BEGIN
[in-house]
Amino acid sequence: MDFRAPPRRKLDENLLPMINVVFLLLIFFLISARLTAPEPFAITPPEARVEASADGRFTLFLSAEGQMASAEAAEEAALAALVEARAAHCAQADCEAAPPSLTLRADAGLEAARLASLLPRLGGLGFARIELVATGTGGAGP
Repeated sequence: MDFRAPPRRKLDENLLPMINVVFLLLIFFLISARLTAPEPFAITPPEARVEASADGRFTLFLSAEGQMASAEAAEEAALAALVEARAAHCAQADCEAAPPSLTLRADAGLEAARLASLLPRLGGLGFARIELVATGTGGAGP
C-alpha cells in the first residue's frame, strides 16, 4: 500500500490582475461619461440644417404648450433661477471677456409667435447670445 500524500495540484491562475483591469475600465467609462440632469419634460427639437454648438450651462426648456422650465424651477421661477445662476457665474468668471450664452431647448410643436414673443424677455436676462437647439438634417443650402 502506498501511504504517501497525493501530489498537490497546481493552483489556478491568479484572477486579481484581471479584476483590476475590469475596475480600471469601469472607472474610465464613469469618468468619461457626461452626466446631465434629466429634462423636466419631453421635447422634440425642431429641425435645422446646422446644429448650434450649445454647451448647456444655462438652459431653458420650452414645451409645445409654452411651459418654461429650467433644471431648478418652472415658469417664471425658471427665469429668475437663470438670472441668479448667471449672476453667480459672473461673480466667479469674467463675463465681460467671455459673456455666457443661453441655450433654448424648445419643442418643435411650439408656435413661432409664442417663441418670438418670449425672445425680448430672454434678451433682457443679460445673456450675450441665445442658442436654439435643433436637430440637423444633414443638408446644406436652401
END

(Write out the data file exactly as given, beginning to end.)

[in-house]
Amino acid sequence: MDFRAPPRRKLDENLLPMINVVFLLLIFFLISARLTAPEPFAITPPEARVEASADGRFTLFLSAEGQMASAEAAEEAALAALVEARAAHCAQADCEAAPPSLTLRADAGLEAARLASLLPRLGGLGFARIELVATGTGGAGP
Repeated sequence: MDFRAPPRRKLDENLLPMINVVFLLLIFFLISARLTAPEPFAITPPEARVEASADGRFTLFLSAEGQMASAEAAEEAALAALVEARAAHCAQADCEAAPPSLTLRADAGLEAARLASLLPRLGGLGFARIELVATGTGGAGP
C-alpha cells in the first residue's frame, strides 16, 4: 500500500490582475461619461440644417404648450433661477471677456409667435447670445 500524500495540484491562475483591469475600465467609462440632469419634460427639437454648438450651462426648456422650465424651477421661477445662476457665474468668471450664452431647448410643436414673443424677455436676462437647439438634417443650402 502506498501511504504517501497525493501530489498537490497546481493552483489556478491568479484572477486579481484581471479584476483590476475590469475596475480600471469601469472607472474610465464613469469618468468619461457626461452626466446631465434629466429634462423636466419631453421635447422634440425642431429641425435645422446646422446644429448650434450649445454647451448647456444655462438652459431653458420650452414645451409645445409654452411651459418654461429650467433644471431648478418652472415658469417664471425658471427665469429668475437663470438670472441668479448667471449672476453667480459672473461673480466667479469674467463675463465681460467671455459673456455666457443661453441655450433654448424648445419643442418643435411650439408656435413661432409664442417663441418670438418670449425672445425680448430672454434678451433682457443679460445673456450675450441665445442658442436654439435643433436637430440637423444633414443638408446644406436652401